File and directory contexts are stored in the filesystem as extended attributes when the filesystem supports this. An extended attribute (often abbreviated to xattr) is a key/value combination associated with a resource’s inode (an information block that represents a file, directory, or symbolic link on a filesystem). Each resource can have multiple extended attributes, but only one value per unique key. When we talk about assigning a label to a file or directory (or relabeling a file), then we imply setting or updating this extended attribute, as it is the label that SELinux will use to obtain the SELinux context for the file.

By convention, extended attributes on Linux use the following syntax:


The namespace of an extended attribute allows for additional access controls or features. Of the currently supported extended attribute namespaces (security, system, trusted, and user), the security namespace enforces specific restrictions on manipulating the attribute: if no security module is loaded (for instance, SELinux is not enabled), then only processes with the CAP_SYS_ADMIN capability (basically root or similarly privileged processes) can modify this parameter.

We can query the existing extended attributes using the getfattr application, as shown in the following example:

$ getfattr -m . -d dokuwiki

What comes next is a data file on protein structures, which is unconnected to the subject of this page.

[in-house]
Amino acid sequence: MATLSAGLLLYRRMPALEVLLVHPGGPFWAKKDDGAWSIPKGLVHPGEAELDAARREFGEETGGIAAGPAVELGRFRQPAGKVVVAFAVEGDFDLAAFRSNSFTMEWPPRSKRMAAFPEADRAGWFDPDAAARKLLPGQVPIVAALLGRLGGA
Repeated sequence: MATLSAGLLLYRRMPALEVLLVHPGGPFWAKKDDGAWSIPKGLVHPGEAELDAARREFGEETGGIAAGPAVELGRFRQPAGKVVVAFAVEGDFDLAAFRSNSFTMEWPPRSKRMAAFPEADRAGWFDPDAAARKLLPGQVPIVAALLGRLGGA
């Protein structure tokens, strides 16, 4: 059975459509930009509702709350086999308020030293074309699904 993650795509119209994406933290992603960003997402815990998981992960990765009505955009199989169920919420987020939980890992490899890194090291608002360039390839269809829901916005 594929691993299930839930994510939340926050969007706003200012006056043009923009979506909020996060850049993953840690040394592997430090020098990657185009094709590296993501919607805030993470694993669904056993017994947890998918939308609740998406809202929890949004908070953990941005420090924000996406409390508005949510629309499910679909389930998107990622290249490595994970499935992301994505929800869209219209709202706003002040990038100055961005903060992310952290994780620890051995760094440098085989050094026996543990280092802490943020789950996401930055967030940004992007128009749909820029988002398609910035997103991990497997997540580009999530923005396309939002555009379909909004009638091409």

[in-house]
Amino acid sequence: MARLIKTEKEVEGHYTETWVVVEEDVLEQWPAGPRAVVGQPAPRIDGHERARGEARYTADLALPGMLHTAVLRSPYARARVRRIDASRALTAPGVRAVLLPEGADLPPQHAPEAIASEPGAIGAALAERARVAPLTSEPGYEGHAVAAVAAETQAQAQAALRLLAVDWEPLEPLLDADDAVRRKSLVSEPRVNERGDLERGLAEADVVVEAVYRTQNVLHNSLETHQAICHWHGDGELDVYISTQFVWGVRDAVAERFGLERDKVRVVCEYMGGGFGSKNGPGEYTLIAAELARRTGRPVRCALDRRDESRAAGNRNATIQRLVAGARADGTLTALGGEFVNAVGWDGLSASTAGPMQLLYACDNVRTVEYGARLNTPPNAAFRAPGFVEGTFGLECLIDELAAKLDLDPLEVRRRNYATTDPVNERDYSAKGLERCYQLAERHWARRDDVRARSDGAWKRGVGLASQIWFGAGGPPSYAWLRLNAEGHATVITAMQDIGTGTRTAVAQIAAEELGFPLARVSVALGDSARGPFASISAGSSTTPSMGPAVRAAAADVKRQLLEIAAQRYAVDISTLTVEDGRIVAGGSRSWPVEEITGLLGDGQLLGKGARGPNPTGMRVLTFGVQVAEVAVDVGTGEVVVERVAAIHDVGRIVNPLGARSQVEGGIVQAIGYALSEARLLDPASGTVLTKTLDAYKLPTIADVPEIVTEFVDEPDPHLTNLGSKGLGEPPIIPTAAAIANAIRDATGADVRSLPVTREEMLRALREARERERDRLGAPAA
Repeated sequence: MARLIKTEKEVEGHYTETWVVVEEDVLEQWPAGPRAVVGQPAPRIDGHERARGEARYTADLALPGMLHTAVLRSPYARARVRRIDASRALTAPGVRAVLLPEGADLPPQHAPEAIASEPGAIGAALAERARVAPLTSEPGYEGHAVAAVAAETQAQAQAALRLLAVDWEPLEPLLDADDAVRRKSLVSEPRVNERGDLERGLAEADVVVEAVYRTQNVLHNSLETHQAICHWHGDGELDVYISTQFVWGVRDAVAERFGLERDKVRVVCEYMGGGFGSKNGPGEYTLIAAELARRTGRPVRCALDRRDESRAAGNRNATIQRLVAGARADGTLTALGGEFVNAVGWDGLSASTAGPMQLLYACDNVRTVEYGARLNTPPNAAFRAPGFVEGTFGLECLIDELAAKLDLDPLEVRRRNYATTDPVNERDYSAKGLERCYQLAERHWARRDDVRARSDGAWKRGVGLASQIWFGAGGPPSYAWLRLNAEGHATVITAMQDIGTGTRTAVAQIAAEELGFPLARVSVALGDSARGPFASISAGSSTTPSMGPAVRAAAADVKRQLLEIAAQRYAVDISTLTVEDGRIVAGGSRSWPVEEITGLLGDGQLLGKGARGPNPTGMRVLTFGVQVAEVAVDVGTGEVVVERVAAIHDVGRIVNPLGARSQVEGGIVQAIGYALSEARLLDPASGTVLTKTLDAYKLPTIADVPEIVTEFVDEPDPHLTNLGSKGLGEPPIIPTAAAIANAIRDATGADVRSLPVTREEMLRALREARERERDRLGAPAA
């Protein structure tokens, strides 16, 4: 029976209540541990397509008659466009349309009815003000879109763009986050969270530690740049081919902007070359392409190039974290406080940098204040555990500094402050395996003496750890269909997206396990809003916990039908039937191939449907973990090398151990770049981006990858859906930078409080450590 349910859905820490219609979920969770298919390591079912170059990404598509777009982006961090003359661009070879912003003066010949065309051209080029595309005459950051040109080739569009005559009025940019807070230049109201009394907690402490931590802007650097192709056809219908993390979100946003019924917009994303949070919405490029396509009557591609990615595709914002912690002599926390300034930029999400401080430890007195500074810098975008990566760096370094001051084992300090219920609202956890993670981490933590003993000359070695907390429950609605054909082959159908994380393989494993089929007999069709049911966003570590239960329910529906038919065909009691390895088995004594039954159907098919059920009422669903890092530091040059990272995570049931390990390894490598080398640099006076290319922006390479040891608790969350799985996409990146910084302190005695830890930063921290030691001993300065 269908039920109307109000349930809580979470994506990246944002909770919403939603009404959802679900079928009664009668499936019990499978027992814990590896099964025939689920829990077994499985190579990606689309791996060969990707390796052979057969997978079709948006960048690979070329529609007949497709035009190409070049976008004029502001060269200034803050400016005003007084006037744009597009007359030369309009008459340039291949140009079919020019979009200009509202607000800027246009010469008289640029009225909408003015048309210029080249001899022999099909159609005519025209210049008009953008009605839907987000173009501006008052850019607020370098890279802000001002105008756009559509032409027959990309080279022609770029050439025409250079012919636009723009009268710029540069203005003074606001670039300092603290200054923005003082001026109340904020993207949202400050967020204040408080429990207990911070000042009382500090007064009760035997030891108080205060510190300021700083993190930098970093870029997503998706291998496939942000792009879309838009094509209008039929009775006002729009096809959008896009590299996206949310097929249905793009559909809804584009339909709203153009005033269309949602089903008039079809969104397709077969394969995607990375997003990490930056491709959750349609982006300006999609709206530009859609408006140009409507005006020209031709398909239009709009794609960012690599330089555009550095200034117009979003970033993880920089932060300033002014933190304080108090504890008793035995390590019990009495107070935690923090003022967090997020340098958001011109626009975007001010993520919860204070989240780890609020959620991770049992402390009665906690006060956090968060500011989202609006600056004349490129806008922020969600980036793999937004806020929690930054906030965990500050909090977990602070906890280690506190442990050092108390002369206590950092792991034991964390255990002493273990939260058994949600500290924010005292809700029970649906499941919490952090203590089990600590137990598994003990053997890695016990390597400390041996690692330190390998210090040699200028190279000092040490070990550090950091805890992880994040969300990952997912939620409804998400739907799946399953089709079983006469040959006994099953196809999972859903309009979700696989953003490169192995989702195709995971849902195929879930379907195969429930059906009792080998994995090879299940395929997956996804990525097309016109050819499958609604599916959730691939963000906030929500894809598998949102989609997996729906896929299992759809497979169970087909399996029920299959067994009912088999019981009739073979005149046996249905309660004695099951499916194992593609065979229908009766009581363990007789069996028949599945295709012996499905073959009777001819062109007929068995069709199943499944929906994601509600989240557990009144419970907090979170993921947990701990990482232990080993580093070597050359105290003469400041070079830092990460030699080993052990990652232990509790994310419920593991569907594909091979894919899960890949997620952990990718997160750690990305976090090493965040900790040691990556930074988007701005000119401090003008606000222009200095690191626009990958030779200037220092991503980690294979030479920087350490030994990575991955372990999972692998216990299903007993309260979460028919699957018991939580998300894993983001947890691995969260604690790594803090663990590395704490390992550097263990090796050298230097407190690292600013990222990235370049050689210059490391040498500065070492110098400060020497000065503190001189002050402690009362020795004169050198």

# file: dokuwiki

As we can see, the security.selinux extended attribute hosts the SELinux context. This ensures that non-administrative users cannot alter the SELinux context of a file when SELinux is disabled and that the SELinux policy controls who can manipulate contexts when SELinux is enabled.

The stat application can also be used to show SELinux contexts:

$ stat dokuwiki
 File: dokuwiki
 Size: 211		Blocks: 0		IO Block: 4096	
Device: fd01h/64769d	Inode: 8512888	Links: 8
Access: (0755/drwxr-xr-x)	Uid: (	0/	root) Gid: (	0/	root)
Context: unconfined_u:object_r:var_t:s0

Getting context information from a file or directory should be as common to an administrator as getting regular access control information (the read (r), write (w), and execute (x) flags).

Interpreting SELinux context types

After using SELinux for a while, the motive behind using file labels to assign an SELinux context to the file becomes somewhat clearer. SELinux contexts are named after their purpose, allowing administrators to more easily see whether a context is correctly assigned.